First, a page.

I was overwhelmed by how many responses I got in just a few days! So it
has taken me a little longer than I expected to go through the results. I
am still analysing what it all means.
I'm working with Dr Suzi Richer, Research Associate in Archaeology and
Environment at the University of York, who is helping me respond to the
questionnaire results. I've summarised some of the results below.
Suzi recently published an article From Rackham to REVEALS: Reflections on palaeoecological approaches to Woodland and Trees
. Her interest in cross-disciplinary approaches and integrating
alternative perspectives into research has inspired this project. Suzi
and I are intending to develop activities to further investigate
people's relationships with woodlands in the UK, and we hope you will be
involved. Your input in the questionnaire has given us our first
evidence to inspire and develop the project, and we hope to stage
workshops and events in various woodlands in the months to come. I will
continue to update you as we progress.
238 people responded to the questionnaire. The distribution was wide,
stretching from the furthest tip of Cornwall across to South London,
from Worcestershire across the Midlands, to the Yorkshire coast and up
to Fife in Scotland. There were a few from outside the UK too. I am
still putting together a map of all the places... if I ever get to
finish it I will share it!
The first question asked for people's first thought when they think of
forests or woodlands. A significant number, 25% of respondents, used
words such as "peace", "tranquility", "silence", with a further 10%
using words like "calm", "relaxing", "slowing down". An additional 4%
said "freedom", "escape", "liberating", and another 4% wrote
"breathing", "clean air", "fresh air". These were by far the gist of
most responses, associating woodlands with leisure and escapism from
Not a surprising result. Nobody mentioned woodlands as worked or managed
(apart from one response of "work"), although a majority of woodlands
need to be managed. In more ancient times, woodlands in the UK would
have been hives of industry and activity, so this shows how much our
perception and use of woodlands has changed.
Hence the question asking if your occupation involves you with
woodlands. 29% replied that their occupation associated them with
woodlands, which is quite a significant number. However it's likely that
our survey is biased and would have attracted more people associated
with woodlands through work than the national percentage.
Respondents seemed to come from a variety of both rural and urban areas,
with 70% saying that they visit woodlands regularly, listing woodlands
of varying sizes and age, from small local copses to significant managed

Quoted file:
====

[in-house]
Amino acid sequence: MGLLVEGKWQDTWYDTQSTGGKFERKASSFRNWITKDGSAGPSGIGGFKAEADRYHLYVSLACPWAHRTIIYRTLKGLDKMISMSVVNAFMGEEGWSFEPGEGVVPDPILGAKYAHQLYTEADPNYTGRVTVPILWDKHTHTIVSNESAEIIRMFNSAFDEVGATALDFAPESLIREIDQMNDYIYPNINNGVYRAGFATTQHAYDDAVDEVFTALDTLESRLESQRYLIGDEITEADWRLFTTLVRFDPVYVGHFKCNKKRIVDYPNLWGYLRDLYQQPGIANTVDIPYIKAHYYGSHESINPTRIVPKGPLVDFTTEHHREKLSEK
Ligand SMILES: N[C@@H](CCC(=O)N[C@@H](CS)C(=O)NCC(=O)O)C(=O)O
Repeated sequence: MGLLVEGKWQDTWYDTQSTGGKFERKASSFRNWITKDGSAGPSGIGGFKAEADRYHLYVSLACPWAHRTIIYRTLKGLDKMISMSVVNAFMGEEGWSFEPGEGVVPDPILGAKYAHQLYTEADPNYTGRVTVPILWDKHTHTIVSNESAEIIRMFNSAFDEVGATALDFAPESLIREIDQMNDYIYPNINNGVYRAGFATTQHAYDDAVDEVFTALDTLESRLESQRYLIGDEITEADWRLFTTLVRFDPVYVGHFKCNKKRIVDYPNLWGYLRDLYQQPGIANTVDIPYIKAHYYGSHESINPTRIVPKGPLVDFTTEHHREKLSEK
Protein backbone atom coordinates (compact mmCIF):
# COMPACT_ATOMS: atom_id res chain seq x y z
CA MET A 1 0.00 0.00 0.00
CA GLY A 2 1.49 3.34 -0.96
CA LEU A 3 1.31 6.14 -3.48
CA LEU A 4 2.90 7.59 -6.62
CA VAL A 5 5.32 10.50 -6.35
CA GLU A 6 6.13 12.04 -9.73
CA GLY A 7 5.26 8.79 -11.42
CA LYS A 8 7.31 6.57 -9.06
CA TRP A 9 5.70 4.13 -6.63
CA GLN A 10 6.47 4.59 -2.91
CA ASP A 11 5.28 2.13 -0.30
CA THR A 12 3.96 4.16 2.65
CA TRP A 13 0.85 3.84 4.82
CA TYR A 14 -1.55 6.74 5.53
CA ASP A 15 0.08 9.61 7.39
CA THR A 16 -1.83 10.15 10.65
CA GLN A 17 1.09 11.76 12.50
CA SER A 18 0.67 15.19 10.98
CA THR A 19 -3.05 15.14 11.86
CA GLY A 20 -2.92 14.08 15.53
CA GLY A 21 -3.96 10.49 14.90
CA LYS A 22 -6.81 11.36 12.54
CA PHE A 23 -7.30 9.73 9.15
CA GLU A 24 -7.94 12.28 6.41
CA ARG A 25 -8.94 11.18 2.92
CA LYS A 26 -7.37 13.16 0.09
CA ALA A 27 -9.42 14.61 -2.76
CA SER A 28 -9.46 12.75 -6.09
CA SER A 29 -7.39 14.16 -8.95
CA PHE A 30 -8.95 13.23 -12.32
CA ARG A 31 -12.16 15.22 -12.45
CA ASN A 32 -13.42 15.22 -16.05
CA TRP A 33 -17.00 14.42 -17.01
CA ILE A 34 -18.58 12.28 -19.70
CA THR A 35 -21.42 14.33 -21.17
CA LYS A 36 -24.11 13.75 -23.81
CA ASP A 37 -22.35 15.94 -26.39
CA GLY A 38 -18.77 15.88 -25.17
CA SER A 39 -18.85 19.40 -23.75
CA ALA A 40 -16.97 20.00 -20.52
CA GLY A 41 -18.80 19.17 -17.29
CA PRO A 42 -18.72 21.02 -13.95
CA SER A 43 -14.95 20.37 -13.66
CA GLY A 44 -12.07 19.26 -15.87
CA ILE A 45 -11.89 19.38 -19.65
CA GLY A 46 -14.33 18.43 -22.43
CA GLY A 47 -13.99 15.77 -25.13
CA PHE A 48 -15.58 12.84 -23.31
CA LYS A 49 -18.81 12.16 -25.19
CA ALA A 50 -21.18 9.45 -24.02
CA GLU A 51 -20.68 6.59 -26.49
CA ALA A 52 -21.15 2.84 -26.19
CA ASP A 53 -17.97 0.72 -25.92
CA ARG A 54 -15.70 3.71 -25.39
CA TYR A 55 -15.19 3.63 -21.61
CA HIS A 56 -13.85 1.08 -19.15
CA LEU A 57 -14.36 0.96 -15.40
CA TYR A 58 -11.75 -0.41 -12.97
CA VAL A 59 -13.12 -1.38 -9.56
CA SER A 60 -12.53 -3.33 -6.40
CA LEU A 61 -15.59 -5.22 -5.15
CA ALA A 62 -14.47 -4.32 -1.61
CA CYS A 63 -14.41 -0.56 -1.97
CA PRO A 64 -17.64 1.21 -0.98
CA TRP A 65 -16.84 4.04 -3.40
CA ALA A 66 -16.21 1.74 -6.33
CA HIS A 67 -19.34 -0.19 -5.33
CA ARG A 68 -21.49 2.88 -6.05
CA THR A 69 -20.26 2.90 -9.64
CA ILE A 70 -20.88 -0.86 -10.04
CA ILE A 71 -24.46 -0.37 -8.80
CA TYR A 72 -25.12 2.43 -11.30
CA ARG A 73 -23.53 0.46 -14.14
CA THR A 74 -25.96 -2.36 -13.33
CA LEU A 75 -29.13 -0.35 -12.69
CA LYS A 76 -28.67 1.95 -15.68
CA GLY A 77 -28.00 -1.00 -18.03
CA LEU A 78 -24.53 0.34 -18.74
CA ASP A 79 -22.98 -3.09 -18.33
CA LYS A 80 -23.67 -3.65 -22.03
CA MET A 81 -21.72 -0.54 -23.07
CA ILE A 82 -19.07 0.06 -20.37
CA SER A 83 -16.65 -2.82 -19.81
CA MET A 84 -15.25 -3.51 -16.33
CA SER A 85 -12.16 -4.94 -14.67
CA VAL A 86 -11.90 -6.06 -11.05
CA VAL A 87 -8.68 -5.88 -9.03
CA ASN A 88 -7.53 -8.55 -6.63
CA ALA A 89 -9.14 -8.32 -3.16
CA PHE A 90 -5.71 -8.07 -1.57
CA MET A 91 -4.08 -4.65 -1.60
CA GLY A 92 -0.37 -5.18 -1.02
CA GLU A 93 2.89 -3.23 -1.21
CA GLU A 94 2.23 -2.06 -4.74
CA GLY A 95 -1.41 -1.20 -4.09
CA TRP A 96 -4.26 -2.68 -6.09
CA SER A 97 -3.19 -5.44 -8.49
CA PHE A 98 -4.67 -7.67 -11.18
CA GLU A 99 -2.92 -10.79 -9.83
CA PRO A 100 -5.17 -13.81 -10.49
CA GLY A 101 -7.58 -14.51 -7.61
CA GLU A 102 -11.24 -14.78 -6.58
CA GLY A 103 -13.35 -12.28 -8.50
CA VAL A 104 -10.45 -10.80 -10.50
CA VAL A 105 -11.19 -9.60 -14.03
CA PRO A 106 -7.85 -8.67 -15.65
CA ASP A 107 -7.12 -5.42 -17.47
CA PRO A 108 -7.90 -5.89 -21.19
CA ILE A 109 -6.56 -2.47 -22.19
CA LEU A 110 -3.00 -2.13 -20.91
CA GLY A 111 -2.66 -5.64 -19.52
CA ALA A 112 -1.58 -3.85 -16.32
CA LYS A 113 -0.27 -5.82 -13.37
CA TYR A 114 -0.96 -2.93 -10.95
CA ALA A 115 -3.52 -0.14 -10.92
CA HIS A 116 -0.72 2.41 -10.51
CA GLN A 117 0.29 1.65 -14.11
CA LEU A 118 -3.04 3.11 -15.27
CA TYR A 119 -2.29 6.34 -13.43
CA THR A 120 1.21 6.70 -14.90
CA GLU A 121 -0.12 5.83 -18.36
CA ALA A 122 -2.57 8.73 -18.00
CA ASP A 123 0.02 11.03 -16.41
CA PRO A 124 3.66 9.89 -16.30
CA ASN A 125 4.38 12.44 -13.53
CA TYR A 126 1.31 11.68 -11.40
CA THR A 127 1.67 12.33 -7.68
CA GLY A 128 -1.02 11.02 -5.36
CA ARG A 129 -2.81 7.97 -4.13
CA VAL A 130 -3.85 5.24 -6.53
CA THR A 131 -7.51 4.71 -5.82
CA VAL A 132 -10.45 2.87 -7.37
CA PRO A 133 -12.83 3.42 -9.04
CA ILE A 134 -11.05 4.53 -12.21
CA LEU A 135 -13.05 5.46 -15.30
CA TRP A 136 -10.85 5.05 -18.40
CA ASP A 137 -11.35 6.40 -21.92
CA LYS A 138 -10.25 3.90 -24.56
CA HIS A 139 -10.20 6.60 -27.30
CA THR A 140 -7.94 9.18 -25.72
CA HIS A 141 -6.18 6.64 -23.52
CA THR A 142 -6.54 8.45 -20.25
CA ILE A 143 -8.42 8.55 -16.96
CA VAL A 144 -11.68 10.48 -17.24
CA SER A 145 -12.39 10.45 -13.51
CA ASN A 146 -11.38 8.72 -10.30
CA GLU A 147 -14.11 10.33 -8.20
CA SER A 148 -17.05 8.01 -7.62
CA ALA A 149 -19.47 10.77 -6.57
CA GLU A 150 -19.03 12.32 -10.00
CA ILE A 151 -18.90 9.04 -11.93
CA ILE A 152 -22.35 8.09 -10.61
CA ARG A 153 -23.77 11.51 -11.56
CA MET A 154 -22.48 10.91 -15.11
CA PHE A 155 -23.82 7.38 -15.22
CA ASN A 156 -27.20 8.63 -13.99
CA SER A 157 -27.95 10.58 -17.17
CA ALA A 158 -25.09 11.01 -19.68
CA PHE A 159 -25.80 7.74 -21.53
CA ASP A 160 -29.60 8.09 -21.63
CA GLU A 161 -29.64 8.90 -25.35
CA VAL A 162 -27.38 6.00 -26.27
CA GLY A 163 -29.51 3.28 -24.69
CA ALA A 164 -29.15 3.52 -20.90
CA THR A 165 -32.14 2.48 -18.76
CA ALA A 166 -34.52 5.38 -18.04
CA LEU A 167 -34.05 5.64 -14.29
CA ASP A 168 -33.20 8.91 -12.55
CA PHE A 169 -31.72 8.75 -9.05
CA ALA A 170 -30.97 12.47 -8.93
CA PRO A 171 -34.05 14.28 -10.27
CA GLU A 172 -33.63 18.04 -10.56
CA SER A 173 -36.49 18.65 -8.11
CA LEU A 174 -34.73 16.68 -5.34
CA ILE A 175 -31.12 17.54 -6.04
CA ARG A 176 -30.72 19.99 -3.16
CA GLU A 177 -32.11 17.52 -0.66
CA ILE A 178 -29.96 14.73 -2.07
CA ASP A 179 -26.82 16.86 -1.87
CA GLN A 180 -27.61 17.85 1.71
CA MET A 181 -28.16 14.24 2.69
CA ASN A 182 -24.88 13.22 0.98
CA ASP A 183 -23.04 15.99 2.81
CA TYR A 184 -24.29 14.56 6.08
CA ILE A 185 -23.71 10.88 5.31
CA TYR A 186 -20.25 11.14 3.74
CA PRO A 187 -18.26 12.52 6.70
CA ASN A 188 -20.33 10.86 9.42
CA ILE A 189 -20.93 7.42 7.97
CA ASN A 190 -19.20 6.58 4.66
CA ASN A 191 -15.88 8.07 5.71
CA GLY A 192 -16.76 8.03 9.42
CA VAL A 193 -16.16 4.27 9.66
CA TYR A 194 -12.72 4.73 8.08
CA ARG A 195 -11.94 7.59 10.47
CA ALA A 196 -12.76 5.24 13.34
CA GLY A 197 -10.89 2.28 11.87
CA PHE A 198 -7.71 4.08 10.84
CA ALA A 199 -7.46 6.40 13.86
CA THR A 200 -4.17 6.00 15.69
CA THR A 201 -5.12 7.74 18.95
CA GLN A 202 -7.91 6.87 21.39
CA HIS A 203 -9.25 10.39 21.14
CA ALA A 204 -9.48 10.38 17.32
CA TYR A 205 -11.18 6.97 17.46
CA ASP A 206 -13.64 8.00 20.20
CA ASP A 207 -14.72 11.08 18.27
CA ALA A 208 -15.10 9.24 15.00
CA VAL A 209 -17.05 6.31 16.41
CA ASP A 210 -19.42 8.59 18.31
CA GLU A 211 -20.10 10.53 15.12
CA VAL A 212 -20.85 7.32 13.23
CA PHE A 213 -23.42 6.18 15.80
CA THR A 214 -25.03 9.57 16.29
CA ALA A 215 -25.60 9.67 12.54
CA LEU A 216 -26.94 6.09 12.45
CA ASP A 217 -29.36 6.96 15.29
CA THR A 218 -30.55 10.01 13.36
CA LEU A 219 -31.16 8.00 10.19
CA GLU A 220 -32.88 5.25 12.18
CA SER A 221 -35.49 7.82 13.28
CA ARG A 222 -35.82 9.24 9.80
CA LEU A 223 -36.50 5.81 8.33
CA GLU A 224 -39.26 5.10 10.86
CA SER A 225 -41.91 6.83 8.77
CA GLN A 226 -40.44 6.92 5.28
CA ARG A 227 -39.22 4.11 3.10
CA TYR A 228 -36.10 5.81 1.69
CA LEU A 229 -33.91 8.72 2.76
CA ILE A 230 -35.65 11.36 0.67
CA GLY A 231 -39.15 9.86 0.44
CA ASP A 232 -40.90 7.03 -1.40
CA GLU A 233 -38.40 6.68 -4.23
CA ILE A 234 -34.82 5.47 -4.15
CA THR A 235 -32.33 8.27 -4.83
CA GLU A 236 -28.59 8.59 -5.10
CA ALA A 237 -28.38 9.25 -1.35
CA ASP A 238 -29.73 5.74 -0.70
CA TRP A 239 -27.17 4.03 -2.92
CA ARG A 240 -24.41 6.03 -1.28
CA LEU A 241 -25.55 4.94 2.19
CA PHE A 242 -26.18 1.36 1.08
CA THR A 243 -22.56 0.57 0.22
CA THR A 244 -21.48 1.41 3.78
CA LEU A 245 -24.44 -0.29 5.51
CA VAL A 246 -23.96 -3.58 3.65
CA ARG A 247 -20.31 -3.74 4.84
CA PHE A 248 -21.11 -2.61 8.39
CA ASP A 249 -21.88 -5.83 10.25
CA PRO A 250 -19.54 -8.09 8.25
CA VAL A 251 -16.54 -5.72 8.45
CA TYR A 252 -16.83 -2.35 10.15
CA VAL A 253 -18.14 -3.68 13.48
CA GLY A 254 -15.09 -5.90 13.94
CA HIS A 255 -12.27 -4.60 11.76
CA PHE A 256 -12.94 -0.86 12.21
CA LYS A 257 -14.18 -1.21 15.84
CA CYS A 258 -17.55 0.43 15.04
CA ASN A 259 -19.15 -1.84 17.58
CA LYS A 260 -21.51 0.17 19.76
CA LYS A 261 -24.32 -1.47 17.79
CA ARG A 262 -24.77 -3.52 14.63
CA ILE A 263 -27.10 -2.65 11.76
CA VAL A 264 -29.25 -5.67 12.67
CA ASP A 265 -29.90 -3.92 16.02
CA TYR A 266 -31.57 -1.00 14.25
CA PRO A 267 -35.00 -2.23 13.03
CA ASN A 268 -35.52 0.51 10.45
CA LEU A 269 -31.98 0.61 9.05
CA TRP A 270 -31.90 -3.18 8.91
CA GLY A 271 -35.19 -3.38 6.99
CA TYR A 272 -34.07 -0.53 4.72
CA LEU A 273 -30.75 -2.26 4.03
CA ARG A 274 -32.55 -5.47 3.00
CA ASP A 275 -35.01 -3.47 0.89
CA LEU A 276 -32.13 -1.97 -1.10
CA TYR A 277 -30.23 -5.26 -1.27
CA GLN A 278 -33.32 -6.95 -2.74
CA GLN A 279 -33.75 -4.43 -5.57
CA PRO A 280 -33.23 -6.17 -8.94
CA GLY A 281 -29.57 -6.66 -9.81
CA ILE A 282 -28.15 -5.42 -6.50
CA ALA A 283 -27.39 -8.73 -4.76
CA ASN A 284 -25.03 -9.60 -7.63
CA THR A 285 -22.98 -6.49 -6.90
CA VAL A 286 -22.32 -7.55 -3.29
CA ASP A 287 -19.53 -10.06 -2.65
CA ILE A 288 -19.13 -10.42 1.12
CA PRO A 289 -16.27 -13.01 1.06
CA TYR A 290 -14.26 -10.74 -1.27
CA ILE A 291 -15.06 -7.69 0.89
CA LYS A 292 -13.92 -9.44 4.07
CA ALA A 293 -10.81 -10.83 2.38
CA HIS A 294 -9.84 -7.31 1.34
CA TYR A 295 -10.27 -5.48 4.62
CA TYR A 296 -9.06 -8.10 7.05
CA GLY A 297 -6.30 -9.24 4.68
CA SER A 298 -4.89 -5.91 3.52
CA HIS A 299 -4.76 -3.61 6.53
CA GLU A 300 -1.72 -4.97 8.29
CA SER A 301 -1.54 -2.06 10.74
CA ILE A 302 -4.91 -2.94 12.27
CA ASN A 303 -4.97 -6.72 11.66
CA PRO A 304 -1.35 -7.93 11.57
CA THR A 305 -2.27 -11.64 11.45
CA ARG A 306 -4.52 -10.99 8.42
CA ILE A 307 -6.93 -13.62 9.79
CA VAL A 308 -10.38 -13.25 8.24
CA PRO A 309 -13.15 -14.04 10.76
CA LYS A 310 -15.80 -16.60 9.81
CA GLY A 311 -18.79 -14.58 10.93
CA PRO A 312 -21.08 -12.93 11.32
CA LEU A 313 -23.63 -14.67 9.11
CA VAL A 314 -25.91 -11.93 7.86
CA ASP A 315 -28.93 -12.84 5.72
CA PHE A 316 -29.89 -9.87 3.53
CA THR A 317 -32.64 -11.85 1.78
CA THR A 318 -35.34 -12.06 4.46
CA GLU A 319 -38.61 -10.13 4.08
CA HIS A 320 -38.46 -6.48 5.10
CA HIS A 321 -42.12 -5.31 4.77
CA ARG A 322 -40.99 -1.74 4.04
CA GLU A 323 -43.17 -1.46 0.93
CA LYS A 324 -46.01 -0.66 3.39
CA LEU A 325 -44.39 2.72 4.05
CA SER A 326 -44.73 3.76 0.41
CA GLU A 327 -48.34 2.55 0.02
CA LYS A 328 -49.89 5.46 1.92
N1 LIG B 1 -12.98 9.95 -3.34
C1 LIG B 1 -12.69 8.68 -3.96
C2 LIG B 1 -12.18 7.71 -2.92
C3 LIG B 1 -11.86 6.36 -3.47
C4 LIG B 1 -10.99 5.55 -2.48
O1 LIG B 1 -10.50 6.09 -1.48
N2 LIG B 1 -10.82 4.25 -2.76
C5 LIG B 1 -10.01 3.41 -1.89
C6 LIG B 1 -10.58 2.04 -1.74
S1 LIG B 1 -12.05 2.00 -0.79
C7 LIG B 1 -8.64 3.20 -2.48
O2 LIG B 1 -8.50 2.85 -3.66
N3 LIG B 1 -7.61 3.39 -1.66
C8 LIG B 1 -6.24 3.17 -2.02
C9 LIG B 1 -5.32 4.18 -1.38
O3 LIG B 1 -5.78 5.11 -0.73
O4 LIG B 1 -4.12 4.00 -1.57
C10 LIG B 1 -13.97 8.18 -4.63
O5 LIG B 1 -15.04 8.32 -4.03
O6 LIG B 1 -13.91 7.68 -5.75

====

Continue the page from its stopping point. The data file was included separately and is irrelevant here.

I found it interesting that the question about cultural references to
woodlands, whilst generating a very wide range of responses, also had a
significant cluster giving similar responses. 19% mentioned Robin Hood
or Robin of Sherwood; 11% mentioned Lord of the Rings, the Hobbit or the
Ents; 5% a Midsummer Nights Dream. There were a number of other fantasy
or fairy stories (Red Riding Hood, Narnia, Enid Blyton's Enchanted
Forest and more) that connects with our sense of fairy tales associated
I thought Robin Hood was interesting as the most common response. It's a
story with many levels, including ideas about hiding and living out in
the woods as an outlaw. Does this connect with our idea of woodlands as
wild places, dangerous places, disconnected from the everyday town
dweller? Or as a place of freedom?
If you want to read all the responses, you can see a spreadsheet of them at this link.
I have removed any emails that were supplied. You could certainly
compile a great reading list or playlist from the suggestions!
Thanks again for taking part, and I hope you will stay subscribed so
that I can bring you more updates of the project as it progresses. In
the meantime, feel free to send any comments - all thoughts and
Errol Flynn, The Adventures of Robin Hood, 1938
This post was originally posted as a newsletter on 18 March 2017 by Jo Dacombe.
Imagining Woodlands is the new project I am working on in
collaboration with Dr Suzi Richer at the University of York. We aim to
explore perceptions of woodlands and forests through a series of events
and conversations: bringing together science, archaeology, art and
literature, through a collaboration between academics, artists and
people in their local woodlands.
The following our my own notes, written when we began devising this project.
“Culture is ordinary”1– it is a lived experience, and an inherited one. Socialist writers such as
Raymond Williams and Antonio Gramsci2 defined ways in which we learn through being surrounded by cultural hegemonic
messages, which determine the way we think about things. By unpicking these
influences, Williams and Gramsci wanted to break down the inherent power systems
How does this relate to woodlands? Through
she has identified that the way people think about woodlands and about nature
is seen as ‘other’ to their own lives. Where does this attitude come from? As a
palaeoecologist, Richer understands that humans and woodlands have long been
interconnected; humans worked with woods as part of their everyday culture. So
how has the more recent notion of separating woodlands and nature from
ourselves come about?
It is important to think about this because,
as Schiffman writes, “We need a story that properly situates humans in the world —
neither above it by virtue of our superior intellect, nor dwarfed by the
universe into cosmic insignificance. We are equal partners with all that
exists, co-creators with trees and galaxies and the microorganisms in our own
gut, in a materially and spiritually evolving universe.”4 If we think of nature as
separate from ourselves, it affects the way we act in terms of issues like
climate change. We act as masters or custodians to the woods, rather than as
connected to them.
Williams uses the term “cultural
materialism”5 to discuss ideas about how our beliefs about the world are formed: that is,
through the absorption of material and mediated ideas through visual culture,
literary culture, the naming of things, the terms we use in the news and media;
these all affect, often in subconscious ways, the way we think about things and
concepts around us.
I have long been fascinated by the naming
of things. When we name something, it both reflects what we think of that